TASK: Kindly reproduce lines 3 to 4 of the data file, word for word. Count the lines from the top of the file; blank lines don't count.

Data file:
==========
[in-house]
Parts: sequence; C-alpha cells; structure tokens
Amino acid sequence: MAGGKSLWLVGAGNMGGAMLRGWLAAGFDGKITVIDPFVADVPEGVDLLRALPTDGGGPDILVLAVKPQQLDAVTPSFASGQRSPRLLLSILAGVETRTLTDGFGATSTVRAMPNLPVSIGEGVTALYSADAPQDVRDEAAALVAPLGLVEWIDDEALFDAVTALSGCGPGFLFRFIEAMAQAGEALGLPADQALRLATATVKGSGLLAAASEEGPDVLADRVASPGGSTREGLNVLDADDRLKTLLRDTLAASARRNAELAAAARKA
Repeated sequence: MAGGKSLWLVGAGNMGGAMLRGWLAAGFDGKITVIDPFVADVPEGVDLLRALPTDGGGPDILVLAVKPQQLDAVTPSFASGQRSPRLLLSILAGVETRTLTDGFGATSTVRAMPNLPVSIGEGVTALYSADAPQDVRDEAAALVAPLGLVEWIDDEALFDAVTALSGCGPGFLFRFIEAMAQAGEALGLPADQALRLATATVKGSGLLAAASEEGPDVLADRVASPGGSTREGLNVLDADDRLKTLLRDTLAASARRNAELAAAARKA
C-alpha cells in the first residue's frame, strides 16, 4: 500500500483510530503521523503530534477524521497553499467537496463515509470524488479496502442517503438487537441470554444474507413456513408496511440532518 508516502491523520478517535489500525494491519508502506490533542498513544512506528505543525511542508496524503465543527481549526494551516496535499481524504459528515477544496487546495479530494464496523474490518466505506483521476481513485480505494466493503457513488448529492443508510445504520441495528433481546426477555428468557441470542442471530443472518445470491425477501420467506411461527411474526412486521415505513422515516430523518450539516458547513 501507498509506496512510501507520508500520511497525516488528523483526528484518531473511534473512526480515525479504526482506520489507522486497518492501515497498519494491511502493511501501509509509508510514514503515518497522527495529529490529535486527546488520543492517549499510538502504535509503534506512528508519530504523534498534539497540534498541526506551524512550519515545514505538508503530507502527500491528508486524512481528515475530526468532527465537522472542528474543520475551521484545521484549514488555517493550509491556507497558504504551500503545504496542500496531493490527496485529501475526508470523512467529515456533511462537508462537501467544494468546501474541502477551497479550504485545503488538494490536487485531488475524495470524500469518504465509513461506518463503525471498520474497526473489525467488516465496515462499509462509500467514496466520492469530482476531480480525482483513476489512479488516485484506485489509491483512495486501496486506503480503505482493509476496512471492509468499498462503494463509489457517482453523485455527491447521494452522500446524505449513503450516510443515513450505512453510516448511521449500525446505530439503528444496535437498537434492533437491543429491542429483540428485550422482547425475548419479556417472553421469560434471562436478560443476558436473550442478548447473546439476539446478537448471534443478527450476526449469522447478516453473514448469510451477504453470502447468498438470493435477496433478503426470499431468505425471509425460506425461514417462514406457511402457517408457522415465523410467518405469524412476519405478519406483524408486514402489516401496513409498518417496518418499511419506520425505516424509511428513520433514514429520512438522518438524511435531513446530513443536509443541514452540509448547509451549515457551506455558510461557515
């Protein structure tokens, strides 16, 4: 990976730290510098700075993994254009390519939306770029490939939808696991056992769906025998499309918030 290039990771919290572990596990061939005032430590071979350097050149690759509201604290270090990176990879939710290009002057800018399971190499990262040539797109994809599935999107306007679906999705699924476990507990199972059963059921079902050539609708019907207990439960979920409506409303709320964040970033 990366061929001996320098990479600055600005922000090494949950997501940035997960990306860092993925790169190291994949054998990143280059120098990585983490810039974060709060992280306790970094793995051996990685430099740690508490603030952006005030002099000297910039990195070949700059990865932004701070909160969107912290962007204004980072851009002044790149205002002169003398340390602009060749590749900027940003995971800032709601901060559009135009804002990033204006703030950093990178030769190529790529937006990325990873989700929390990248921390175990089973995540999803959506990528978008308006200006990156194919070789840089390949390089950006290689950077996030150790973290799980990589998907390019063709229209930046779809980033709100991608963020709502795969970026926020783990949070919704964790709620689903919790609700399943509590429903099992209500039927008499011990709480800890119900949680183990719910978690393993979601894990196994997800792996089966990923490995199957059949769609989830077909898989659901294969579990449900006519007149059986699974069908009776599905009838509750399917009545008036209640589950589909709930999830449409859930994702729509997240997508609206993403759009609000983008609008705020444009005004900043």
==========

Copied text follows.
Amino acid sequence: MAGGKSLWLVGAGNMGGAMLRGWLAAGFDGKITVIDPFVADVPEGVDLLRALPTDGGGPDILVLAVKPQQLDAVTPSFASGQRSPRLLLSILAGVETRTLTDGFGATSTVRAMPNLPVSIGEGVTALYSADAPQDVRDEAAALVAPLGLVEWIDDEALFDAVTALSGCGPGFLFRFIEAMAQAGEALGLPADQALRLATATVKGSGLLAAASEEGPDVLADRVASPGGSTREGLNVLDADDRLKTLLRDTLAASARRNAELAAAARKA
Repeated sequence: MAGGKSLWLVGAGNMGGAMLRGWLAAGFDGKITVIDPFVADVPEGVDLLRALPTDGGGPDILVLAVKPQQLDAVTPSFASGQRSPRLLLSILAGVETRTLTDGFGATSTVRAMPNLPVSIGEGVTALYSADAPQDVRDEAAALVAPLGLVEWIDDEALFDAVTALSGCGPGFLFRFIEAMAQAGEALGLPADQALRLATATVKGSGLLAAASEEGPDVLADRVASPGGSTREGLNVLDADDRLKTLLRDTLAASARRNAELAAAARKA